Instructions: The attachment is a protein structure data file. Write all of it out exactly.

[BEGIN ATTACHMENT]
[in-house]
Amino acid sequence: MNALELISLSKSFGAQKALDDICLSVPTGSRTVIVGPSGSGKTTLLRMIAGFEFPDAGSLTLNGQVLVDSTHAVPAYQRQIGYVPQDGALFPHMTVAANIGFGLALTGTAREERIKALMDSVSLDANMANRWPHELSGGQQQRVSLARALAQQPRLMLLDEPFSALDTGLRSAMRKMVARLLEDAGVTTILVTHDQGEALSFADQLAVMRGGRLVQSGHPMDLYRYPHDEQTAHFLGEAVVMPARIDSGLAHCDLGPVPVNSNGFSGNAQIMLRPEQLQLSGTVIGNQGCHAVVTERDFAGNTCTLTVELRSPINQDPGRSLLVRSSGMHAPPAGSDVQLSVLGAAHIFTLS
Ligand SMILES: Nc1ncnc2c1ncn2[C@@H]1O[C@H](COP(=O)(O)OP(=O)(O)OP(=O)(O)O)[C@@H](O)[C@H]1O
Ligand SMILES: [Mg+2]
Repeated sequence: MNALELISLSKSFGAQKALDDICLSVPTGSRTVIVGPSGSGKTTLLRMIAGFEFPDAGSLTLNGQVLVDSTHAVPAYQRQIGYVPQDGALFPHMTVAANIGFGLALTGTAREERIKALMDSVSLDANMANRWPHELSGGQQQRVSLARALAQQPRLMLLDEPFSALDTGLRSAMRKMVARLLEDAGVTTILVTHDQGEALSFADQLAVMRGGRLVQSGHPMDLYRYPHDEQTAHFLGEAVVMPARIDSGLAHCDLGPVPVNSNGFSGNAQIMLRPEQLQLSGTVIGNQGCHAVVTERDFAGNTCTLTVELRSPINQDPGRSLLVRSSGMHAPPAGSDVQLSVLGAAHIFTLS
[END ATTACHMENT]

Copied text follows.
[in-house]
Amino acid sequence: MNALELISLSKSFGAQKALDDICLSVPTGSRTVIVGPSGSGKTTLLRMIAGFEFPDAGSLTLNGQVLVDSTHAVPAYQRQIGYVPQDGALFPHMTVAANIGFGLALTGTAREERIKALMDSVSLDANMANRWPHELSGGQQQRVSLARALAQQPRLMLLDEPFSALDTGLRSAMRKMVARLLEDAGVTTILVTHDQGEALSFADQLAVMRGGRLVQSGHPMDLYRYPHDEQTAHFLGEAVVMPARIDSGLAHCDLGPVPVNSNGFSGNAQIMLRPEQLQLSGTVIGNQGCHAVVTERDFAGNTCTLTVELRSPINQDPGRSLLVRSSGMHAPPAGSDVQLSVLGAAHIFTLS
Ligand SMILES: Nc1ncnc2c1ncn2[C@@H]1O[C@H](COP(=O)(O)OP(=O)(O)OP(=O)(O)O)[C@@H](O)[C@H]1O
Ligand SMILES: [Mg+2]
Repeated sequence: MNALELISLSKSFGAQKALDDICLSVPTGSRTVIVGPSGSGKTTLLRMIAGFEFPDAGSLTLNGQVLVDSTHAVPAYQRQIGYVPQDGALFPHMTVAANIGFGLALTGTAREERIKALMDSVSLDANMANRWPHELSGGQQQRVSLARALAQQPRLMLLDEPFSALDTGLRSAMRKMVARLLEDAGVTTILVTHDQGEALSFADQLAVMRGGRLVQSGHPMDLYRYPHDEQTAHFLGEAVVMPARIDSGLAHCDLGPVPVNSNGFSGNAQIMLRPEQLQLSGTVIGNQGCHAVVTERDFAGNTCTLTVELRSPINQDPGRSLLVRSSGMHAPPAGSDVQLSVLGAAHIFTLS